FORT HOOD — Stories of sexual harassment and assault are now coming to light after the firing and suspension of 14 leaders on Fort Hood. 25 News spoke to a victim and heard her story firsthand from inside the Army.
The victim said that of the people fired and suspended from Fort Hood after the Army's independent review, one was in the victim's former command when her assault investigation happened on a separate post. The victim explained she feels her command didn't aid her after the traumatic assault.
According to the victim, whose name and identity 25 News is protecting, she felt unheard.
"At first they acted really concerned and like they were going to help me, and instead the next day he put me and the man I just told him raped me, in the same room, to talk it out," said the victim.
"He straight sat there and told me that that is what I wanted and that intercourse between two people who work together isn't rape," said the victim.
According to the victim, after that discussion nothing changed, she explained she simply tried not bring up the event. She says she moved from company to company within the Army, but rumors followed
"People were just saying really ugly things about me like I was a liar, and I asked for it," said the victim.
Now after the death of Vanessa Guillen, an independent review uncovered a culture of silence and intimidation at Fort Hood. This soldier says it is Army-wide.
"My assault was terrible but being re-victimized by the command was sometimes even worse," said the victim.
She said she was threatened with an Article 15 if she kept talking about her experience. She says she sought help from SARC and SHARP and a civilian victim advocate but felt their reach was limited.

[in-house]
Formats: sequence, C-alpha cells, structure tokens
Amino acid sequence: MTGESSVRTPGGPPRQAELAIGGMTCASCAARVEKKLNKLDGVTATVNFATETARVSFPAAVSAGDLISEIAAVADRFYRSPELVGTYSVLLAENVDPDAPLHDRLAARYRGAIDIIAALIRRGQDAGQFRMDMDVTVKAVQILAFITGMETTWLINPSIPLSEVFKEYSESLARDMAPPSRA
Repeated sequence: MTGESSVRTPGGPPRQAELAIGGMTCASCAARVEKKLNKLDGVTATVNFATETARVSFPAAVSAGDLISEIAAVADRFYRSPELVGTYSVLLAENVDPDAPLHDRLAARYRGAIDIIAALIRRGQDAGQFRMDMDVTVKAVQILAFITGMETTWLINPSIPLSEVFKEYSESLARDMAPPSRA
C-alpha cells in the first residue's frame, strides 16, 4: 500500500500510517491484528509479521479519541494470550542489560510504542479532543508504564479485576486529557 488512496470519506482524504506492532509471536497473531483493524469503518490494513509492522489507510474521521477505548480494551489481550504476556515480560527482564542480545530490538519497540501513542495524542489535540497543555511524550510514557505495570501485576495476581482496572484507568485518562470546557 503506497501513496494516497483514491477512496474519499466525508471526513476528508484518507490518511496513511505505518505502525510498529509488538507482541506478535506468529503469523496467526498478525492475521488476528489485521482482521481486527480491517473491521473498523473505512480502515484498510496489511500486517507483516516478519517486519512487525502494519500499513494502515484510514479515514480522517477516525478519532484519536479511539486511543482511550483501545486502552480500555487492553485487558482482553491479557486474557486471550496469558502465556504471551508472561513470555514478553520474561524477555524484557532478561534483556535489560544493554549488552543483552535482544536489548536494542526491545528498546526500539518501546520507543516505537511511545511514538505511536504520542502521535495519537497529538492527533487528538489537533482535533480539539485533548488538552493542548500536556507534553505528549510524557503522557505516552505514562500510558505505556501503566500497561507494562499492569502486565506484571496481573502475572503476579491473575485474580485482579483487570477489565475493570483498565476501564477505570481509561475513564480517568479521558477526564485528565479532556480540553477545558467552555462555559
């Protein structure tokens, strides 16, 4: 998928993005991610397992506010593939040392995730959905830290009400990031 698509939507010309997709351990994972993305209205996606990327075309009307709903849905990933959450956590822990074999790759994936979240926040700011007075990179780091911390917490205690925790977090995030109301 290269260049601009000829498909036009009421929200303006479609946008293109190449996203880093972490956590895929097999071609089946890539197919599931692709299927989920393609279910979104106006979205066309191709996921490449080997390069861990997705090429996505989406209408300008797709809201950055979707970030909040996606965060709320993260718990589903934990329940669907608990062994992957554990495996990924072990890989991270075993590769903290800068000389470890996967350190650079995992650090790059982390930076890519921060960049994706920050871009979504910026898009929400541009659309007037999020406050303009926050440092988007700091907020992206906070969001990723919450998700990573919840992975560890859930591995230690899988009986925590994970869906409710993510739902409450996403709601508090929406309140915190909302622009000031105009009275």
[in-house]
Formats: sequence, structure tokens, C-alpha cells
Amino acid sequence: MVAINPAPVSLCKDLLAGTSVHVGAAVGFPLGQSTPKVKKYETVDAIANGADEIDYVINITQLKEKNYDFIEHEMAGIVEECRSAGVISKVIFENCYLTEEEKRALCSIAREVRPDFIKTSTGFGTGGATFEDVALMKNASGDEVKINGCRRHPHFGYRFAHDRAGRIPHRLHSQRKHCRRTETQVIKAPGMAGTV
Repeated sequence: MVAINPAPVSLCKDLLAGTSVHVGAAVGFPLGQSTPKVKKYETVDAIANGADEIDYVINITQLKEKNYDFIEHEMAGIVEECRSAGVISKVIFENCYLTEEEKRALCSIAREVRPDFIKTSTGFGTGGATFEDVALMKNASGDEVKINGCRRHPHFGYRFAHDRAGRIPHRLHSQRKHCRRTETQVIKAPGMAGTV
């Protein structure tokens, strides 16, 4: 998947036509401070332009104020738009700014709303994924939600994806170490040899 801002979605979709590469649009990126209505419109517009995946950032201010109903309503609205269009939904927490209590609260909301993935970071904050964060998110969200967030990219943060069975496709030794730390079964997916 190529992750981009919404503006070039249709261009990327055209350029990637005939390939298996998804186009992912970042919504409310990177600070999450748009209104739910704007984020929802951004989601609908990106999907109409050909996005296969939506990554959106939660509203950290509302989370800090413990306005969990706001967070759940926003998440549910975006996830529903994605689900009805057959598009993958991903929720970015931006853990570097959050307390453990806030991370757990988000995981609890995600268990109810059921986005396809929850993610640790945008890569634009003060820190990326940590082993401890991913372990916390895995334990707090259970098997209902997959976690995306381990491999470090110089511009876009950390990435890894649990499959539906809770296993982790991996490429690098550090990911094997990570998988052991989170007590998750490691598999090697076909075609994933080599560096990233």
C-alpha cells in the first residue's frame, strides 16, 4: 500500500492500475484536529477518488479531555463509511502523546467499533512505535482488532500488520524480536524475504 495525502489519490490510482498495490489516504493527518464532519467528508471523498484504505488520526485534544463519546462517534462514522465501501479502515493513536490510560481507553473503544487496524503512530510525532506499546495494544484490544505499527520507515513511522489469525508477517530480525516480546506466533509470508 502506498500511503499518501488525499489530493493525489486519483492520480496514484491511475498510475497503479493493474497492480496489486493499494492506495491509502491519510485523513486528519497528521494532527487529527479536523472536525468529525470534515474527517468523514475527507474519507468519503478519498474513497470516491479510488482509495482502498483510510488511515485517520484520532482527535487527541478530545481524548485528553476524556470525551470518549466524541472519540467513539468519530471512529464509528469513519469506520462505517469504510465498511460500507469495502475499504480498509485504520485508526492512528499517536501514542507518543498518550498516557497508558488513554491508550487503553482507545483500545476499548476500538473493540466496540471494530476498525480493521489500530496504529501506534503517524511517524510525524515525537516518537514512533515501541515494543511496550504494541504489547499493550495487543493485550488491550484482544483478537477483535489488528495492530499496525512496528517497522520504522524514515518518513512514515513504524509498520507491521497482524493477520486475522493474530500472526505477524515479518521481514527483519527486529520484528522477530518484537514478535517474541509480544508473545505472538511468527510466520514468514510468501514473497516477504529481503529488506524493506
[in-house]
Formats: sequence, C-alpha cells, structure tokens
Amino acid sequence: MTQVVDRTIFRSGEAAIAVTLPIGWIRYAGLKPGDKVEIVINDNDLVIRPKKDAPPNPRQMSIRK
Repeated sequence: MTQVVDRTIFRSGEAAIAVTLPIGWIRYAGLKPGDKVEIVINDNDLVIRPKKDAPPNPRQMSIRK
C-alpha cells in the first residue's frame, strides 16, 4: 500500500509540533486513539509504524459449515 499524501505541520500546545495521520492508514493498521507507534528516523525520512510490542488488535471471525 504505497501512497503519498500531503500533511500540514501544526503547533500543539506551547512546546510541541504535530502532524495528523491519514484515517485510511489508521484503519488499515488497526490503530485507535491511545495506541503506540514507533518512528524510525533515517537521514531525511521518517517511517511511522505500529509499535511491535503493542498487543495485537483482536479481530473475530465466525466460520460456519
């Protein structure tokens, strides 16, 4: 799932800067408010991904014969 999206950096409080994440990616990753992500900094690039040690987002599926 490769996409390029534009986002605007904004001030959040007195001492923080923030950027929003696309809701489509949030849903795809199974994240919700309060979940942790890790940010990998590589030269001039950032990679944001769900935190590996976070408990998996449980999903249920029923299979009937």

25 News asked if she knew of other soldiers who experience similar situations while in the Army, the victim saying, yes she did.
She says it was because of the care of a congressman that her case was reopened and now has some resolve, but according to the soldier, there will never be closure.
"I've always just wanted to be able to share my story in hopes that it would help someone else," she said.
Having watched the Guillen case, she says it seems nothing in the Army has changed.
"I really think it tells to the climate and culture we were currently in at the time, and it seems like it's still fostered till this day...the fact that one of these suspended individuals was apart of my command and then transferred to Fort Hood, only to do the same thing was eye-opening" she explained.
Fort Hood provided 25 News with the following:
“Fort Hood is moving out on a significant culture change initiative to create cohesive teams and a culture of trust that works toward eliminating sexual harassment and assault. We are focused on our People First initiative and have cleared the calendar for leaders to get to know their Soldiers—we want junior Soldiers to trust their leaders. And we are developing confident, competent, certified positively-engaged leaders who take action on behalf of their troops; leaders that are lacking get re-trained or, in some instances, removed. We’re showing public accountability of Sex offenders by posting ‘Teal Hash’ messages with Courts-Martial results in barracks, orderly rooms, and social media. Every voice matters, every Soldier matters.” ~Col. Myles B. Caggins III, III Corps and Fort Hood spokesman.
The victim says after watching the press conference from the Pentagon regarding the independent review and hearing the investigators explain they hear and believe soldiers, gives her hope.
She also feels the investigation and diligence into Fort Hood's climate and culture is something that should be done across all military installations to ensure changes happen.